After his brother returned to take his place again, Daniel Granger remained at home until September 1777 when recruiters sought out volunteers to help confront a British army in what would be the battle of Saratoga. Granger along with a “goodly number of young and spirited fellows” joined to serve the cause. After getting settled in his troop’s barracks Granger was walking the grounds in the evening and came upon a guardhouse holding a number of British prisoners. Among them “was a Son of one of the Officers, about 14 years of age” with a lieutenant’s commission. At this time Granger was about fifteen, making the two only a year apart. Perhaps this closeness of age and shared experience of entering the war so young were factors in why Granger came to talk with him “a good deal.” He found the other boy to be “much grieved,” and polite, quite a contrast from the other prisoners who Granger described as irritable and gruff. To say they became friends may be a bit of a stretch. The lieutenant and other prisoners were soon brought elsewhere, his fate unknown to Granger. However he clearly did feel sympathy for the other’s circumstances, taking note of the desperation for provisions that had brought the opposing soldiers out to forage, leading to their capture. Granger even recalled feeling pity for him, specifically stating that he “could not release him” despite that pity. Though he would not betray his own cause and fellow soldiers by releasing an enemy, the inclusion of that thought in his memoirs suggests it at least crossed his mind.
Though their interaction was brief it clearly made an impression on Granger. His account gives no reason for this feeling but the nearness of their ages; that both had entered the war through family connections may have provided a common ground for them. If Granger ever asked the young officer’s name he never mentioned it in his memoir. There was a British officer on the campaign who fit Granger’s description fairly well: George Williams was the nephew of a British officer and was promoted to a commissioned rank despite his youth, underscoring the dire need for officers on a desperate campaign. Williams, like Granger, began his career at a surprisingly young age, joining the Northern Campaign in America in 1777 at the age of twelve.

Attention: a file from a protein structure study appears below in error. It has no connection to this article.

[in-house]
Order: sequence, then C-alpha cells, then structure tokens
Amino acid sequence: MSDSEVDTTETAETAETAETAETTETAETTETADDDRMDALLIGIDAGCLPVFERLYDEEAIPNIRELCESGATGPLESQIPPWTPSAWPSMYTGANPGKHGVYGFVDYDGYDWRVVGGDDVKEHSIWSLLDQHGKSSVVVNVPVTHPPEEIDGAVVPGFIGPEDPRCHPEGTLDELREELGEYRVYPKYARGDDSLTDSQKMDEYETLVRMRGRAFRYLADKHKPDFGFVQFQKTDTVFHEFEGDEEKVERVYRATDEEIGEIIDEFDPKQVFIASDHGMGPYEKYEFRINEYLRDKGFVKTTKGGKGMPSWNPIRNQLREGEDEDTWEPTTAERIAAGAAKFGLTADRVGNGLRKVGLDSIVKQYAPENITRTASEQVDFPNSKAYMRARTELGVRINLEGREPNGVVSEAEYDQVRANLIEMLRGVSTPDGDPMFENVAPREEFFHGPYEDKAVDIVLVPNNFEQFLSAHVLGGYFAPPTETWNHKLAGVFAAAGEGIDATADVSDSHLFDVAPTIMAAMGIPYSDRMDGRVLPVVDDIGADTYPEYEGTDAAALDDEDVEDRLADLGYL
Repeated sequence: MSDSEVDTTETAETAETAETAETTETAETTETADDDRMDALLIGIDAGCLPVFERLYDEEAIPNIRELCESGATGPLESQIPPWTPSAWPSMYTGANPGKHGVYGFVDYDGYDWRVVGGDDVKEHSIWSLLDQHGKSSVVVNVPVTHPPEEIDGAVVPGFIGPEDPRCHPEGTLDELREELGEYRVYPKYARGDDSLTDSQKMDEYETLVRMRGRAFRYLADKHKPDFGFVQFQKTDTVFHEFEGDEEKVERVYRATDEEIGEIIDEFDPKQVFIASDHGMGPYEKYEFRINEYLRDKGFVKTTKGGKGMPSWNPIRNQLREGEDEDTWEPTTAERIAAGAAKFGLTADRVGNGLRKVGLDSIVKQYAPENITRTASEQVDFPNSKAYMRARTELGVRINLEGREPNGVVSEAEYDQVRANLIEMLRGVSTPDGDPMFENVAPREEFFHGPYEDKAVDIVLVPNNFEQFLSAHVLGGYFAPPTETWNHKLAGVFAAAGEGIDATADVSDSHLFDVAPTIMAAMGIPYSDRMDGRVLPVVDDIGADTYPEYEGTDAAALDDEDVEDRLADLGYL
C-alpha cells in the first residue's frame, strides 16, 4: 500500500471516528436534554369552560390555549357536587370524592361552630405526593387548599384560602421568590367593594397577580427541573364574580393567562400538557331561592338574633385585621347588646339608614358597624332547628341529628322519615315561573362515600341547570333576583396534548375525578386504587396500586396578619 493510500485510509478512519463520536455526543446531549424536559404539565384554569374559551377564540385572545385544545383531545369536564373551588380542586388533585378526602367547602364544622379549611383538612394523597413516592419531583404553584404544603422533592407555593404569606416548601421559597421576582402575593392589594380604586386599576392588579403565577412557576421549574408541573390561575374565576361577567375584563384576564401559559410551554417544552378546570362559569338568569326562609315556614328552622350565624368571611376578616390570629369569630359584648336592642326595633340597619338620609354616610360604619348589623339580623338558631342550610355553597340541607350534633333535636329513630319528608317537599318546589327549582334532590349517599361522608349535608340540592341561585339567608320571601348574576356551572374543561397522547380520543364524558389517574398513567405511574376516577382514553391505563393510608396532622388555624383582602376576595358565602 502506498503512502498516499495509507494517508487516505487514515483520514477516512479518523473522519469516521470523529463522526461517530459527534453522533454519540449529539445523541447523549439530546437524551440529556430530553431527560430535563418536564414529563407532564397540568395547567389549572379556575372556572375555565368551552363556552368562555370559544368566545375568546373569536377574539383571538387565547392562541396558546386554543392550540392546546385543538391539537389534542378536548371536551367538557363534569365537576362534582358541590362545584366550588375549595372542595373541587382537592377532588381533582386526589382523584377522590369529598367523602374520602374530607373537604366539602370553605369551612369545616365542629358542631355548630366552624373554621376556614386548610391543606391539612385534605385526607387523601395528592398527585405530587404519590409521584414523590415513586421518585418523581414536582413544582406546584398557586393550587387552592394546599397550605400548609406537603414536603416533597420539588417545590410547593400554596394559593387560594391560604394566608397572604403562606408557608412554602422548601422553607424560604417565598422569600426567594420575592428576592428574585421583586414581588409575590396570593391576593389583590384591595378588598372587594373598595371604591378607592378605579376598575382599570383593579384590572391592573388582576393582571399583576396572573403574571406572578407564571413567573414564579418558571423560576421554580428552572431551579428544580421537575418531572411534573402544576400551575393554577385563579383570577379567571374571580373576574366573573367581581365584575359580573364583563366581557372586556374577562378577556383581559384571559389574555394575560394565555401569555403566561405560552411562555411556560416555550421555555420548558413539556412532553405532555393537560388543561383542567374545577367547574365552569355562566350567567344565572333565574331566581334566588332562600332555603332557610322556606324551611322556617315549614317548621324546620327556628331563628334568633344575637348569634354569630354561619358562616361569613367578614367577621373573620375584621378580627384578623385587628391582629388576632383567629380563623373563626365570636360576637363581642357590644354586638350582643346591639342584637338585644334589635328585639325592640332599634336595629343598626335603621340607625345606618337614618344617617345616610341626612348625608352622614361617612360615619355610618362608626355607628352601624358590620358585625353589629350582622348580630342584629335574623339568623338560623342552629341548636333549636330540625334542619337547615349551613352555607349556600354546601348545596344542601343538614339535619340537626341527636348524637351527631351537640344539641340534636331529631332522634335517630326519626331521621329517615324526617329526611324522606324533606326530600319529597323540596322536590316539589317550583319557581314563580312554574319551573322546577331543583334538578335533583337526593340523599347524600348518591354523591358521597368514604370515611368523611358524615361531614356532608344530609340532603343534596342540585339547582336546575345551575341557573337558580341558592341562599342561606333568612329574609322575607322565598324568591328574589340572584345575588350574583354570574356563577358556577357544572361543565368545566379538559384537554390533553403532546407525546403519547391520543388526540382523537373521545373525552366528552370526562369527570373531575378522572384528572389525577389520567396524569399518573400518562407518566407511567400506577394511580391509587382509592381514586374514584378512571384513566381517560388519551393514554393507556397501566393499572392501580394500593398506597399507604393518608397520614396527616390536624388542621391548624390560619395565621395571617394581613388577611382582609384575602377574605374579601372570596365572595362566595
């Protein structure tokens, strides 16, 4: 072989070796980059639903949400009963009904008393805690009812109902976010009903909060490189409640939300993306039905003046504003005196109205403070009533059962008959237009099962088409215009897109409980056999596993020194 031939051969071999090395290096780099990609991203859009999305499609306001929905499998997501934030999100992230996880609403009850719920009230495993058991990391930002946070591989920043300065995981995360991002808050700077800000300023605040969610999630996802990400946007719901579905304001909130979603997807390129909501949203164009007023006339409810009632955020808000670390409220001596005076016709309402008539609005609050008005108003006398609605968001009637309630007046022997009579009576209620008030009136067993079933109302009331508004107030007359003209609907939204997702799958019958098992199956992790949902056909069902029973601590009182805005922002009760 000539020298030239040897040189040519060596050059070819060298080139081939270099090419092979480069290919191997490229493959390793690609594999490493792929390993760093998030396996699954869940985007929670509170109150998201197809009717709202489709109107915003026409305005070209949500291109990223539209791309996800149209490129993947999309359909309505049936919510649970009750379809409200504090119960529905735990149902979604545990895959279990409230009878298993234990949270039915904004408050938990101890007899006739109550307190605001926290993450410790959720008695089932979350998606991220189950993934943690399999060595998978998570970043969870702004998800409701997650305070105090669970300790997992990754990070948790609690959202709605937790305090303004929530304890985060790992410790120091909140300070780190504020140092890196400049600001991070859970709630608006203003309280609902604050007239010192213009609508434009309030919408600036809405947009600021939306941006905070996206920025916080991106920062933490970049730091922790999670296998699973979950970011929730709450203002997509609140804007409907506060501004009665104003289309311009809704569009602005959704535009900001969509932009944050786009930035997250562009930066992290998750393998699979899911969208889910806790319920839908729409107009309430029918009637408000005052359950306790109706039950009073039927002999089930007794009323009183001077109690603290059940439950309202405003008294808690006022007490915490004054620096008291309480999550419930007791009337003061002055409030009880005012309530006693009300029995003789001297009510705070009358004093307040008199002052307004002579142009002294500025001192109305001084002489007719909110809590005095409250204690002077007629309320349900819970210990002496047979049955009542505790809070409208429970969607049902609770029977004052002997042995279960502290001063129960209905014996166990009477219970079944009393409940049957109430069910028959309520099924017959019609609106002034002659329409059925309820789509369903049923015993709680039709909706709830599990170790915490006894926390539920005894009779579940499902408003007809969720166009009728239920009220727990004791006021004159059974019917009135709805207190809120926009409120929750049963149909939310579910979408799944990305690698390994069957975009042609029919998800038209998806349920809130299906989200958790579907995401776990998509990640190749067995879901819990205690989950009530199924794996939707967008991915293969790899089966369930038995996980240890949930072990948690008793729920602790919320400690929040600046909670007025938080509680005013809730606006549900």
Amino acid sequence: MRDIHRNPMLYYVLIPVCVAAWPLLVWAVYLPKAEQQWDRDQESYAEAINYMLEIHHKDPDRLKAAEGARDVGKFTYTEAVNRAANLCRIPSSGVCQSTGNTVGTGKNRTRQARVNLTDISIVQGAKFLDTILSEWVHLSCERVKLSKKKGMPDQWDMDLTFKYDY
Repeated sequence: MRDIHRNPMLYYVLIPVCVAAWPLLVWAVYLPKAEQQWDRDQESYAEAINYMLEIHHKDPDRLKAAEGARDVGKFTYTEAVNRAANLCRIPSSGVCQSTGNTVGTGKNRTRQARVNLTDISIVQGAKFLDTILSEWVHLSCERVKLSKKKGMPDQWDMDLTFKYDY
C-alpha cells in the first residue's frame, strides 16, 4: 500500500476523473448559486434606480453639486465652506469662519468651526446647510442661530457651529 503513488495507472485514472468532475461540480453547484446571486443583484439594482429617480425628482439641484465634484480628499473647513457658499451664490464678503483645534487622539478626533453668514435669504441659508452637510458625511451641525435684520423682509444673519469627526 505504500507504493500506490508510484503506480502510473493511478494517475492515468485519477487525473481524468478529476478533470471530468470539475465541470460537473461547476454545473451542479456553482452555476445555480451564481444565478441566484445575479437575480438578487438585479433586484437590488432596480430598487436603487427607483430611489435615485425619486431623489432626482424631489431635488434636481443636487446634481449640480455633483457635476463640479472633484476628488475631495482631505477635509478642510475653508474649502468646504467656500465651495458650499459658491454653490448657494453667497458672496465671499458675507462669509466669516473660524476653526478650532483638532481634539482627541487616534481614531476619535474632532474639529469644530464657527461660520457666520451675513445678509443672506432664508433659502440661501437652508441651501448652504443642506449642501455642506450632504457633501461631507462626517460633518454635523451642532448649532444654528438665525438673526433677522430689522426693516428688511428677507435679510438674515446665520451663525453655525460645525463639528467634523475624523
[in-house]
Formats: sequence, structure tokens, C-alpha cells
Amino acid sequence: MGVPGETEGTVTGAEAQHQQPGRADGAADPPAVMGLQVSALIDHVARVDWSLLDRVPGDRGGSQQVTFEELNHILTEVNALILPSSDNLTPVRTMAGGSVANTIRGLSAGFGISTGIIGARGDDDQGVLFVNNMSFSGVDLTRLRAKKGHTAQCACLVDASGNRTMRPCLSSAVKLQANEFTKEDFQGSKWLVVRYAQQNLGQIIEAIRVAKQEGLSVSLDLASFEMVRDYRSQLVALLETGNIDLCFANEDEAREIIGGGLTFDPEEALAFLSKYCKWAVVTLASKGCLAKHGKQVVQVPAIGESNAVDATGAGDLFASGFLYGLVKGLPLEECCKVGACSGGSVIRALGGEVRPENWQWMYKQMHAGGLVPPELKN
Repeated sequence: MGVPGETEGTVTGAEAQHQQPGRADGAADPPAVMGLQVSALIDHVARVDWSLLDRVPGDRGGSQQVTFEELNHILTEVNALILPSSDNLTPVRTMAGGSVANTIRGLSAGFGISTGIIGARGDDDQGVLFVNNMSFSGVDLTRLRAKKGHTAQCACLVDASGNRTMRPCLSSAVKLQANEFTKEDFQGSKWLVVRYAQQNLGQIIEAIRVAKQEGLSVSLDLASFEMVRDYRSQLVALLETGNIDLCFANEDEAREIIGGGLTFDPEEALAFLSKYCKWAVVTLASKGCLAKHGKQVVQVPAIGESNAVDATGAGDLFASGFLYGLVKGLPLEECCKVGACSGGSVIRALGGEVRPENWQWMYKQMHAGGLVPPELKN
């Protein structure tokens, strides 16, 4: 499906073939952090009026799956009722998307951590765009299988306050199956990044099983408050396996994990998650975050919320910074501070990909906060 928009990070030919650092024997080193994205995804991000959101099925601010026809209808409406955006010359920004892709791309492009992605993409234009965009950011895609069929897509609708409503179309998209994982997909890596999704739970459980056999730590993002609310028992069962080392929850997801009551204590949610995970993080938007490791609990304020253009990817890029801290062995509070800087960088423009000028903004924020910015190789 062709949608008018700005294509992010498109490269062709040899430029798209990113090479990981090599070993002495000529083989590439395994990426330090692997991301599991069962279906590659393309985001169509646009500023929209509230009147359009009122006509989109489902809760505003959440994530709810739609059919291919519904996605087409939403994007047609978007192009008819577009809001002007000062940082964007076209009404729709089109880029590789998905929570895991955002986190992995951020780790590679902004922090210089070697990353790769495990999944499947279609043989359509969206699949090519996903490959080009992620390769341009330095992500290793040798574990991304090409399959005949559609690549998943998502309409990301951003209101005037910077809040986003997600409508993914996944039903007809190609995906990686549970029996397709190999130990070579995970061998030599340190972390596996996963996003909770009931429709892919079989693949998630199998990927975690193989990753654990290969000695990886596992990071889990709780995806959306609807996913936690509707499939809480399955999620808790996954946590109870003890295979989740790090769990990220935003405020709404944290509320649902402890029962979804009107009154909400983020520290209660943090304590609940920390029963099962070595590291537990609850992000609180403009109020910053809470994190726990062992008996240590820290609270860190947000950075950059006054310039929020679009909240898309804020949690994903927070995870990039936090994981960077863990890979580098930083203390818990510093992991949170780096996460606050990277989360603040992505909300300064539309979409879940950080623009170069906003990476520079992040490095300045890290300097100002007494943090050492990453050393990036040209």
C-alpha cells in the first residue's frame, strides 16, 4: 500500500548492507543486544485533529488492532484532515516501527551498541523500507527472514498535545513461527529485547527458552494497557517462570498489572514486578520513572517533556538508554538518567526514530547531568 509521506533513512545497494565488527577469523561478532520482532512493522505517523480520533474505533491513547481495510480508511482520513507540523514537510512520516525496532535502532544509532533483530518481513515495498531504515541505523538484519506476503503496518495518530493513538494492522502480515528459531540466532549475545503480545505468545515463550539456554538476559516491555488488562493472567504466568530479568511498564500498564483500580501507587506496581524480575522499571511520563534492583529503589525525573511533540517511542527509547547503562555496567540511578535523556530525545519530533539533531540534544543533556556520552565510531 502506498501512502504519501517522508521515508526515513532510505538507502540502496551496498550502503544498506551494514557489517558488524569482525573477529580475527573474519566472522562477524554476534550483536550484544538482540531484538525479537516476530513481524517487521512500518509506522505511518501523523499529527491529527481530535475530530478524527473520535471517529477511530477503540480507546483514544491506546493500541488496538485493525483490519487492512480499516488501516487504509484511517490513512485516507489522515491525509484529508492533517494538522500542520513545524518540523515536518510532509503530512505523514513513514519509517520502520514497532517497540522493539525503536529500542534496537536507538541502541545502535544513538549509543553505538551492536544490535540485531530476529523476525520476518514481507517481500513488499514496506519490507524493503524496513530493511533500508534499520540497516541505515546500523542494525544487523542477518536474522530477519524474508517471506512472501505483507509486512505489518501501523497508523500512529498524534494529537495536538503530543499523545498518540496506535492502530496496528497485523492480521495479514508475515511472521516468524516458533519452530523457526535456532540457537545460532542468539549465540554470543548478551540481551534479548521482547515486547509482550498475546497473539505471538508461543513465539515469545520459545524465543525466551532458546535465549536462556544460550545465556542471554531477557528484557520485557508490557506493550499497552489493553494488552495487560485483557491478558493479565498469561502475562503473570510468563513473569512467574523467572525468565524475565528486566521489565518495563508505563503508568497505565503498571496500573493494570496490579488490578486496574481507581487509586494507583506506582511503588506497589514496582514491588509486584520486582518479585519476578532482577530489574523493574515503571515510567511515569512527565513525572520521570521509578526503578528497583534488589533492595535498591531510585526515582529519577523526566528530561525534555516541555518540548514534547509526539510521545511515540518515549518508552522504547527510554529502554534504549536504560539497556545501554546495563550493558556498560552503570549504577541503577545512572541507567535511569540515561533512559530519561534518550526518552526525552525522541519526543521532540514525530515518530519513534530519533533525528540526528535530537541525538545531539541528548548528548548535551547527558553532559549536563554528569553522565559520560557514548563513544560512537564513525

Williams would not be the last British opponent Daniel Granger found himself on good terms with. After Burgoyne’s surrender at Saratoga, Granger was among those assigned to guard the British prisoners. While he described the surrendered soldiers in general as “cross and impudent,” when he went into their guarded camp he became “acquainted with several young Lads of about my Age.” He was as pleased with this group—who were probably children of British soldiers rather than soldiers themselves—as they were with him, so much so that they all agreed that “we were no longer Enemies.” Granger talked and even traded with them, clearly having no objections to at least be amicable with his former enemies turned prisoners.